Here is a guest post that is sure to give you the most up to date information of the importance of a warm-up for Runners. Jon- Erik Kawamoto has been a featured columnist in Impact Magazine, Canadian Running Magazine and BC Coaches Perspective magazine.
The Benefit of a Functional Warm Up for Runners
By Jon-Erik Kawamoto
Traditionally, the warm up had the focus of improving flexibility. Static stretches would be performed on all major muscle groups with hopes of reducing injury risk and preparing the body for exercise, in our case a running workout or race.
The idea of a flexibility-based warm up has been proven to be ineffective and actually detrimental to subsequent power development and endurance running performance. Static stretches are an important component of a strength and conditioning program, but it shouldn’t be placed prior to a running/gym workout or an intense race.
Having said that, the focus of the warm up needs to change. A more appropriate warm up will focus on actually preparing you for that tough workout by increasing your internal body temperature and priming the cardiovascular and nervous systems.
The warm up should contribute to the development of balance, coordination, running mechanics, core strength, tissue quality and muscle activation.
A proper warm up should prepare the body physically and mentally for the intense workout or race that follows. An active warm-up will enhance performance by improving:
- range of motion
- joint lubrication
- oxygen uptake because of increased oxygen delivery to the working muscles and via an enhanced utilization of oxygen from the blood
- the speed and force of muscle contractions because nerve impulses travel faster in a warm muscle compared to a cold muscle
A runner can start with foam rolling and/or The Stick, otherwise known as self myofascial release prior to starting his/her easy jog, typically lasting 5-20 minutes. Foam rolling or The Stick will promote tissue quality and higher quality muscle contractions. After this general warm up, it’s a great opportunity to perform dynamic stretches – stretches that are held for 2 seconds max, which are performed in a slight ballistic fashion, but under control. Check out my ebook titled The Best Mobility Drills for Runners – get it FREE from www.StrongerRunner.com. I go over several dynamic stretches that runners can do while warming up for an intense workout or race.
After the mobility drills are performed, your body should be quite warm now. This is a great time to perform some muscle activation drills. One of my favorites for runners is a single leg hip bridge – one variation I like to perform is called the knee hug hip lift.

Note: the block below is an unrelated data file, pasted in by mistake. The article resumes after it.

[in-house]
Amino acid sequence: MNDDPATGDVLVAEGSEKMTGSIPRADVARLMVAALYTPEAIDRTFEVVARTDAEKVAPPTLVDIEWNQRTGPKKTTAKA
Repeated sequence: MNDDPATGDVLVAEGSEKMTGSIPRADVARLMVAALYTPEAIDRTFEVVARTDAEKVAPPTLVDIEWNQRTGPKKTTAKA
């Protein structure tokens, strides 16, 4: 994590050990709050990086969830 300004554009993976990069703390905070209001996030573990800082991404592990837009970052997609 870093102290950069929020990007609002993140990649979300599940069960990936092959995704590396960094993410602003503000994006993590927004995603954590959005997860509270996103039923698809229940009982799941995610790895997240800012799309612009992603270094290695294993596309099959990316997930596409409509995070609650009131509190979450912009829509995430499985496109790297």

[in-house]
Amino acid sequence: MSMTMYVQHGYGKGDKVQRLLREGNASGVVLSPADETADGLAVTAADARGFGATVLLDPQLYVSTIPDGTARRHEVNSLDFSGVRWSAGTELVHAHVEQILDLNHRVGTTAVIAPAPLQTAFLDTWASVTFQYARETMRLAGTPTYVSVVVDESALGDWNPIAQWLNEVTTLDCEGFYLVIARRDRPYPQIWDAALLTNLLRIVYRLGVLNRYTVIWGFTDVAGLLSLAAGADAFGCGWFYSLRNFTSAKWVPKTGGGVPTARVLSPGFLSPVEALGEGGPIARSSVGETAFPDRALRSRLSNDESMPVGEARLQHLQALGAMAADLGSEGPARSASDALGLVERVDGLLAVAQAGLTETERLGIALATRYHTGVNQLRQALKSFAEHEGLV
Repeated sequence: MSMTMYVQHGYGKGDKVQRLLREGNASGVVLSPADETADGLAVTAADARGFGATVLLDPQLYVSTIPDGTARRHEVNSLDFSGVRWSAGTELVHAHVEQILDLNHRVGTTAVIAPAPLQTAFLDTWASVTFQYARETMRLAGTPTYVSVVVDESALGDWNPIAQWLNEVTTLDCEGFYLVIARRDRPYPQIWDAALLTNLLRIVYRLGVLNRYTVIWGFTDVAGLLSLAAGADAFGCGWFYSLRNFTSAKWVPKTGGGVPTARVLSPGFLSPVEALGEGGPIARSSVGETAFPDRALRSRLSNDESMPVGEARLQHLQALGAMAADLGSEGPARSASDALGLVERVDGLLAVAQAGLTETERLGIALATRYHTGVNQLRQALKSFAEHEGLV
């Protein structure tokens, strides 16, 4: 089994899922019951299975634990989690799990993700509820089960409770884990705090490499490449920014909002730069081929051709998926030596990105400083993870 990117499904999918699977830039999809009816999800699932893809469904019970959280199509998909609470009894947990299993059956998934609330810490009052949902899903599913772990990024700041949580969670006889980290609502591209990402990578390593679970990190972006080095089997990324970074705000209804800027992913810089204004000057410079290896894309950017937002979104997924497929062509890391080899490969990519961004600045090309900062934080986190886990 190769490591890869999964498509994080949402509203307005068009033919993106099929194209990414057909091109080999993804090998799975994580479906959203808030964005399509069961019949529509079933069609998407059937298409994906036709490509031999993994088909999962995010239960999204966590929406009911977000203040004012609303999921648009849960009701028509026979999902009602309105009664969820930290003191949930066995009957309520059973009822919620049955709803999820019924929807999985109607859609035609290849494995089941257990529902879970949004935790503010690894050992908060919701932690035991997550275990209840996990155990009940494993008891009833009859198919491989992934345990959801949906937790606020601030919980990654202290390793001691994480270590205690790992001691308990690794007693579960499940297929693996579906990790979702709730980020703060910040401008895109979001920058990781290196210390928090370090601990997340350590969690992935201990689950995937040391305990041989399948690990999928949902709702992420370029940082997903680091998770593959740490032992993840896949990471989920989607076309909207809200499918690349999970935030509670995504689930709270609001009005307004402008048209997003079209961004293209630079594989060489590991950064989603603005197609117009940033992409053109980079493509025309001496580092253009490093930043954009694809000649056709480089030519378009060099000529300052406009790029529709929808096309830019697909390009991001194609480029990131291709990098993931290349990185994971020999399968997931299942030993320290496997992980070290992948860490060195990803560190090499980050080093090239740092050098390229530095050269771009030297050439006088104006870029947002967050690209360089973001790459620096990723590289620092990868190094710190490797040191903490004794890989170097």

After the muscle activation section of your warm up, proceed to your form drills and running strides. This is the last phase of your functional warm up. Stay tuned for a future blog post describing the best form drills for runners. After your running strides you will be ready for a great workout!
But remember, don’t fatigue yourself before you even start your workout/race! Take it easy in the warm up and take many breaks. Remember, the warm up is supposed to prepare you for the workout/race, not tear you down!
A movement focused cool down is also beneficial to the runner to promote recovery after the intense workout/race. Blood will be drawn back to the heart to prevent venous pooling and nutrient rich blood will be delivered to the broken down muscles. The body’s internal temperature will drop and slowly return to the pre-workout/race state. This usually consists of a 5-20 minute easy jog.
A flexibility focused cool-down following the easy cool down run will further lower the body’s core temperature while promoting proper muscle length. This is the perfect time to promote flexibility – while the muscles are warm. So hold each stretch for roughly 30 seconds. Runners would benefit from stretching their upper and lower calf muscles, quads, hip flexors, hip rotators, hamstring muscles, chest and/or lats.
Thanks for reading,
Jon-Erik Kawamoto, CSCS, CEP
My name is Jon-Erik Kawamoto. I’m a Strength and Conditioning Specialist (CSCS – with the National Strength and Conditioning Association) and Certified Exercise Physiologist (CEP – with the Canadian Society for Exercise Physiology). I specialize in helping middle-to-long distance runners become strong and powerful. I have authored many articles on strength and conditioning for the endurance athlete in magazines such as Canadian Running, IMPACT, Canadian Cycling and the BC Coaches Perspective. Get your FREE DVD titled 10 MIN to a Stronger CORE at www.StrongerRunner.com.